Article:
Birds of Chicago/Peter Mulvey, The Constitutional Club (Lewes, UK April 11th 2013)
Birds of Chicago is a collective brought together under the guiding hands of J T Nero (J T & the Clouds) and Allison Russell (Po’ Girl). Tonight the four piece ensemble was made up of our two protagonists accompanied by guitarist Peter Mulvey (Redbird) and drummer Will Langhorn.
Peter Mulvey, in addition to being in the band, opened the evening with a six-song set. He’s a seasoned performer in his own right, a masterful storyteller, accomplished guitarist and has a whole collection of critically acclaimed albums to his name. No stranger to these shores having toured previously in Redbird (with Jeffrey Foucault, Kris Delmhorst and David Goodrich) he was making a welcome return visit to Lewes. Although his set was only thirty minutes long, he captivated the room and had everyone laughing at his tales of a stoned squirrel, his father’s particular turn of phrase (a $40 haircut on a 19 cent head!) and after suggesting that that he was going to finish with a happy song launched into Sad, Sad, Sad, Sad (and Faraway From Home). I loved a new song he played Trempeleau and hope that next time he visits it is as a headliner!
And then it was the turn of Birds of Chicago – they commenced with a J T & the Clouds song Nobody Wants to be Alone, Nobody Wants to Die with Nero taking the lead. His rasping vocal delivery on this powerful opener grabbed everyone’s attention. He and Russell started Birds of Chicago as a side project but it seems to have really taken on a life of its own. Their Kickstarter funded self-titled album has been garnering good reviews and the audience was keenly anticipating hearing tracks from said album. They were not disappointed. Highlights included Galaxy Ballroom in waltz time and written by Nero for his grandparents – I should mention that Russell said that they would give a prize to the couple who dared to dance to the song and a pair of brave souls did exactly that, attracting generous applause; Sans Souci whose Cajun inflected tones were sung in French by Russell, she wrote it as she started to get to know her (paternal) Grenadian family; Sugar Dumplin’ a lively upbeat number and Trampoline, the lead track from the album, a friendship song.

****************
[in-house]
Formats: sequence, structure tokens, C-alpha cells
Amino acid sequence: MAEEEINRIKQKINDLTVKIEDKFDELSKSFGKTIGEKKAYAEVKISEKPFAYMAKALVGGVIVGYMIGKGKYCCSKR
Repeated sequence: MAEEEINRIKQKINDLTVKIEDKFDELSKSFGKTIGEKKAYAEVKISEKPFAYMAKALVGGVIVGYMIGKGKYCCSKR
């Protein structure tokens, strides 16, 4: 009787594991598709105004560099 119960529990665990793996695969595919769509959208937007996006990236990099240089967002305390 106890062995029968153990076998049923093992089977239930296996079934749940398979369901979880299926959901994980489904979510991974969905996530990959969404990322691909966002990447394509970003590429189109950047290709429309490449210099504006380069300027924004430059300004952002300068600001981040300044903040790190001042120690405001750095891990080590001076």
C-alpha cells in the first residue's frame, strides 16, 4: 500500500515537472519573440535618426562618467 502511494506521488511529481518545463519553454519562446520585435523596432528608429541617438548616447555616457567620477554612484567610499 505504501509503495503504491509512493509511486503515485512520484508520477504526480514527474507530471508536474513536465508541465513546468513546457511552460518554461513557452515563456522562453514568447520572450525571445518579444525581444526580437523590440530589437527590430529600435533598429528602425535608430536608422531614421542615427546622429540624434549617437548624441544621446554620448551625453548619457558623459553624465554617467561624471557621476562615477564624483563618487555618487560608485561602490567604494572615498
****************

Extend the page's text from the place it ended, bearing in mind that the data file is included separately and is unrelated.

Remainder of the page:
The voices of Nero and Russell combine well together and it is easy to see why the album has ridden high in the EuroAmericana charts. The combination of his somewhat cracked vocals with her jazz inflected singing style produce a sound that turns seamlessly from soul to country to pop to blues to roots. You can’t categorise their music because it draws upon so many different genres and the only way to experience the impact in full is in a live show.
Generously they gave the stage over to Mulvey during their set, he performed Kids In The Square a song written about a well-known landmark in Boston. MA. They received requests for The Moonglow/The Tapeworm and although they had tried it out the night before, it wasn’t fair on Mulvey and Langhorn who hadn’t learnt the song but true to Russell’s desire to please, she said that they would perform it after the show for the people making the requests.
Finishing the night with a Po’ Girl song ‘Til Its Gone whose lyrics – ‘God bless this beautiful morning ’til it’s gone / God bless this beautiful morning ’til it’s gone / How I’m gonna feel when it goes, I don’t know / But that’s another song’ – suggest that there is more to come, another day and that’s only to be welcomed. Jela Webb